A Permanent Statehouse
Building a New, Permanent Statehouse
The first capitol building in Des Moines was a brick building that was supposed to be a temporary location for the legislature. But it was used for 26 years. In 1871 work began on a new capitol building.
Many people opposed building a new, permanent statehouse. Some believed the cost was too high while others wanted the capital moved to their part of the state. Railroad companies wanted the capital city on their line. But John A. Kasson, a political leader who favored a new building, spoke about state pride.
A state, like an individual, should present a decent exterior to the world—a grand building with noble lines and elegant architecture would be an inspiration and a stabilizing influence.
A Grand Building with Noble Lines and Elegant Architecture
The Iowa General Assembly finally agreed to provide funds for a new capitol. The legislature allotted $1.5 million with the understanding that taxes would not be raised to pay for the building. In 1871 workers began laying the concrete foundation. When the basement walls had neared completion, a defect was found. The stone chosen for the project was full of moisture. When the cold freezing weather arrived, many stones cracked. Although it added to the construction costs, the first basement walls were removed and replaced with stone from the Old Capitol quarry near Iowa City.
Construction continued for many years. From time to time suggestions to cut costs were made. Ideas to leave out the domes and replace marble columns with iron were considered. When the domes were kept in the plan, a disagreement arose about gilding them. Some people believed the gold was in bad taste, but eventually, those wanting the gold won. The central dome was gilded and the smaller domes were trimmed with gold.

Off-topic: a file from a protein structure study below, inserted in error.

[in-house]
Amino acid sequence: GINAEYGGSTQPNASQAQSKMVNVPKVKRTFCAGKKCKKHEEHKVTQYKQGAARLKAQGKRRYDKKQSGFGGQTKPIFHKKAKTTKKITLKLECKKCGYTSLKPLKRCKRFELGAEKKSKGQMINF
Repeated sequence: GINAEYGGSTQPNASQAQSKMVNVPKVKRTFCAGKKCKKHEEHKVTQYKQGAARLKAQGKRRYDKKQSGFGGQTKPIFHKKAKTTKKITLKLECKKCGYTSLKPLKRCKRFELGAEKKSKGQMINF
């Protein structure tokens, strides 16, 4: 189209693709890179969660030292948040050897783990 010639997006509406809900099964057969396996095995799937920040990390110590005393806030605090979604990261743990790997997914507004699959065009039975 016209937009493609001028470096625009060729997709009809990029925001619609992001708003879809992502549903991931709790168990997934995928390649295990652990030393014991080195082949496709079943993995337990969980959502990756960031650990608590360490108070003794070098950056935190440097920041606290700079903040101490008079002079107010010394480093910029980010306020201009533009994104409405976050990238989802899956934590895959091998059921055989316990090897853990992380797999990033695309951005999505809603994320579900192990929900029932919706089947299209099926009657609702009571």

The building had been completed at a cost of $2,873,294 and was paid for by the time of completion. The legislature had found the extra money without raising taxes or borrowing money.
An Impressive Sight and a Difficult Beginning
The legislators moved into the capitol in January 1884. A reception and open house highlighted the day and evening. The people of Iowa were invited to visit their capitol, walk through its rooms and meet their governor. Over 30,000 Iowans accepted the invitation, many traveling by train to see the new building. It was an impressive sight: the gilded dome shone by day in the sun; the lights blazed at the top of Capitol Hill by night.
Work on the capitol's interior decoration continued through the years and had just been completed when fire broke out in the House of Representatives wing. Both the governor and legislators helped fight the blaze. The legislative session was scheduled to begin one week later, and despite the damage the legislators met on time. They simply moved their meeting place to an undamaged part of the building while debris from the House chamber was removed. The charred walls and ceiling were covered with white canvas. Blue bunting hung in graceful garlands for a touch of color in the otherwise "white chamber." The chamber was completely redecorated after the legislators returned home.
The Capitol Campus
As the years passed the number of people needed to take care of government business increased, and the departments outgrew their space in the capitol. New government buildings arose on the hill overlooking the Des Moines River valley. The original ten acres grew to 165. The additional land provided space for attractive grounds around the capitol as well as for office buildings for the different departments of state government.
In 1983 a major restoration project began on the exterior and interior of the capitol. The project took several years to complete. The gold dome was rebuilt and much of the decorative stonework was restored. The windows were replaced and the interior was repainted.
The gold-domed building continues to serve as the seat of Iowa's government. The General Assembly meets there every year, and many state officials, including the governor and the Justices of the Supreme Court, work in the building.
- Margaret Atherton Bonney, Ed., “A Place for Government,” The Goldfinch 5, no. 4 (April 1984).